Somme House

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Somme House is a well know landmark on the foreshore of Karehana Bay. The Porirua City Council website Historic Sites lists the house:

‘Somme House on Moana Road was named to commemorate the New Zealand soldiers killed in the 1916 Battle of the Somme in World War I. It was built by Archie McMahon, who also built the Turville House (in Motuhara Road. ed.) and many other houses in Plimmerton. Unlike typical villas of the time, it shows early expression of typical bungalow features that became common in the 1920s and 1930s, such as the exposed-rafter ends, shallow-pitched roof and casement windows.

The land on which Somme House was built was once part of George Troup’s estate which extended up Cluny Road and included Motuhara, Moana and Airlie Roads. In 1910 the land was subdivided and sections were sold off over the subsequent years. On 17 May 1915 Troup sold Lot 79 to Robert Hird Hustler, a painter from Johnsonville. Hustler took a mortgage out on the land on 28 February 1916, probably to build the house. On 23 April 1918 the land was sold to Juanita Heather Sylvia Craw of Linton, a spinster." [1]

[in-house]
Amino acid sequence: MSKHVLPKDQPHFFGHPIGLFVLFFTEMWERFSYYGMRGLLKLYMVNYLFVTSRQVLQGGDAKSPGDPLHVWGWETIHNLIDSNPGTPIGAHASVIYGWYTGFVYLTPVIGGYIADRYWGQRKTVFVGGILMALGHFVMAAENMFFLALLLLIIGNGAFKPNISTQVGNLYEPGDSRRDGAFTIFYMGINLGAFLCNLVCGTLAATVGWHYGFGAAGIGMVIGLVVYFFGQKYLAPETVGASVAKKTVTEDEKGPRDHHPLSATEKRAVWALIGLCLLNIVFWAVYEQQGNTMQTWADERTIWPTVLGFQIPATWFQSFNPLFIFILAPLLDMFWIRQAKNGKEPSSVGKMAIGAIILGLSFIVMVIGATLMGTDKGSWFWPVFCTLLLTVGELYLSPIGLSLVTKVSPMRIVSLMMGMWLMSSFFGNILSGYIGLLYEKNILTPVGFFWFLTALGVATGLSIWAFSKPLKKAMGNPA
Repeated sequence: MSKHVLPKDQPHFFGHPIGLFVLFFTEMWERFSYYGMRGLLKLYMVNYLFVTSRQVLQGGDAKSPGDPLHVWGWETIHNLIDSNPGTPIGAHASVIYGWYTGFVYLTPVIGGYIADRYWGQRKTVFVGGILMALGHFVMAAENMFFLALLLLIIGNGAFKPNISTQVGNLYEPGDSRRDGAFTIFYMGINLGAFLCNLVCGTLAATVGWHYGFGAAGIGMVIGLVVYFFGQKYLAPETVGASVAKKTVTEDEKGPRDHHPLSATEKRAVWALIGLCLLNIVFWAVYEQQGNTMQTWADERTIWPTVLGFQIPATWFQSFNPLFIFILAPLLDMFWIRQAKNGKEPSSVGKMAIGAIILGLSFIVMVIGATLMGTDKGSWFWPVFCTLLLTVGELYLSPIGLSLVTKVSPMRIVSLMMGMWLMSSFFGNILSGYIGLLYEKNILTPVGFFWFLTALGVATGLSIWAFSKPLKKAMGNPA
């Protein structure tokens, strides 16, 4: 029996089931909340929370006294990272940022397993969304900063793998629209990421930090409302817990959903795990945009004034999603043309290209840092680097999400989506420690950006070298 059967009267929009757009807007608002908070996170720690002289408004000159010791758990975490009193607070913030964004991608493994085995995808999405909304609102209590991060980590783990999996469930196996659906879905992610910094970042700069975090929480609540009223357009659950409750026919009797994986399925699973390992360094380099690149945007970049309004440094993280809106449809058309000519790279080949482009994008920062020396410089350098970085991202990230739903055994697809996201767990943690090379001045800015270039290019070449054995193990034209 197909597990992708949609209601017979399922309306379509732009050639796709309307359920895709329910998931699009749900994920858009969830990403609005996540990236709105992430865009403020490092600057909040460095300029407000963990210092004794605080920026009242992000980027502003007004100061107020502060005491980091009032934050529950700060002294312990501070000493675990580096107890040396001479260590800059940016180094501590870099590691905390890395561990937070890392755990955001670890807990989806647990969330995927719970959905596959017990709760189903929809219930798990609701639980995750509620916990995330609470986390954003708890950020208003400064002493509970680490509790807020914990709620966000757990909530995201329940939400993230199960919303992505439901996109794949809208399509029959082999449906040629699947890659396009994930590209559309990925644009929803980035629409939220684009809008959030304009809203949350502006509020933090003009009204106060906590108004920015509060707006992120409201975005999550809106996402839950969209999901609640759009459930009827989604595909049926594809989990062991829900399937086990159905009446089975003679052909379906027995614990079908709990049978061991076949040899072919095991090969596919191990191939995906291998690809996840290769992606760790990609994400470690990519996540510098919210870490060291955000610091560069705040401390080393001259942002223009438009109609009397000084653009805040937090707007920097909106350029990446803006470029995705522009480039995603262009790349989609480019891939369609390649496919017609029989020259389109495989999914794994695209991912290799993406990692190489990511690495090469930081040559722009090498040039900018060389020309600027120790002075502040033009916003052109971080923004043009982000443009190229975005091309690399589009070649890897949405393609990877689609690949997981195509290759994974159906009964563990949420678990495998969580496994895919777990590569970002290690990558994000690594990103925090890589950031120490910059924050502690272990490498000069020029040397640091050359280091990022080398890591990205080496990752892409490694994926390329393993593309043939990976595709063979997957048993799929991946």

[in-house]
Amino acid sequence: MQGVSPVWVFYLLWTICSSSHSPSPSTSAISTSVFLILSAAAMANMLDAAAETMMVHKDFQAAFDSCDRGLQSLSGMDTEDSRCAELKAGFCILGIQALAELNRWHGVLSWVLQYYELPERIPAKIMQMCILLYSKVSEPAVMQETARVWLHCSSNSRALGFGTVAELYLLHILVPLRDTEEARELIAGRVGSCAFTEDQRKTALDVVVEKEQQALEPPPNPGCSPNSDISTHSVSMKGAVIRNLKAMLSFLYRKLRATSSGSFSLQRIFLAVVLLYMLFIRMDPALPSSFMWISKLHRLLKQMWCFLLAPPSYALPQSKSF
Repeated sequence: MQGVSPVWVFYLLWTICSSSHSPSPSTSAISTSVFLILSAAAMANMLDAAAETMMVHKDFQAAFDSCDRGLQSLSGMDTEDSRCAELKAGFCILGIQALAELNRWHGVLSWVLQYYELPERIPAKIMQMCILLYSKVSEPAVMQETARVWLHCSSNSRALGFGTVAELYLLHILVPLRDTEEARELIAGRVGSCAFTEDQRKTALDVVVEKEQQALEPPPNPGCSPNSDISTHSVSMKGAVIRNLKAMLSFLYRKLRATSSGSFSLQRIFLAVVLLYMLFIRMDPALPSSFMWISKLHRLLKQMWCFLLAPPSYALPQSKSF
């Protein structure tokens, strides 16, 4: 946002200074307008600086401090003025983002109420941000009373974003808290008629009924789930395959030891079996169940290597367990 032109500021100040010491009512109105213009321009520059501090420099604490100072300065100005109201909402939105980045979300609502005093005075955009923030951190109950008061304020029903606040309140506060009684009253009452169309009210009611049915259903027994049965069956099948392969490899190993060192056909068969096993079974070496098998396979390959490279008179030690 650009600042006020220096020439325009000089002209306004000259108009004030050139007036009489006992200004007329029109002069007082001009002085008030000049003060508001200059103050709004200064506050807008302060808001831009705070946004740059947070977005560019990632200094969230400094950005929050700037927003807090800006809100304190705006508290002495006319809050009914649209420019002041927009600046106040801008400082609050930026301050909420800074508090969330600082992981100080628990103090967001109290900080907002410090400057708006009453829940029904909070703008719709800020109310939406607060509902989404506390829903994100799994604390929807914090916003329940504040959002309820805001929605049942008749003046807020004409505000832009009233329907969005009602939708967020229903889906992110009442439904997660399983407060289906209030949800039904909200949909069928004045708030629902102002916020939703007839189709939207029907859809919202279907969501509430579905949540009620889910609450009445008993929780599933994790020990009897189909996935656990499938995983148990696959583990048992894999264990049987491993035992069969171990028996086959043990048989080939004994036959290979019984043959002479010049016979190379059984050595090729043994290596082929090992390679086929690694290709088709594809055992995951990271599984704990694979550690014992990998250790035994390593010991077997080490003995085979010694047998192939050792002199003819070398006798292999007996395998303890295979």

Somme House, 34 Moana Road: Allan Dodson November 2012

It is possible that Mr Hustler was a printer as a Mr R H Hustler in 1917 was the President of the Printers, Lithographers and Paper Cutters’ Union [2].  Mr Hustler was also a member of the inaugural Plimmerton Progressive Association in November 1916 [3]. It is possible that 34 Moana Road was initially a beach bach as Mr R H Hustler continued to reside in Johnsonville through to 1919 [4].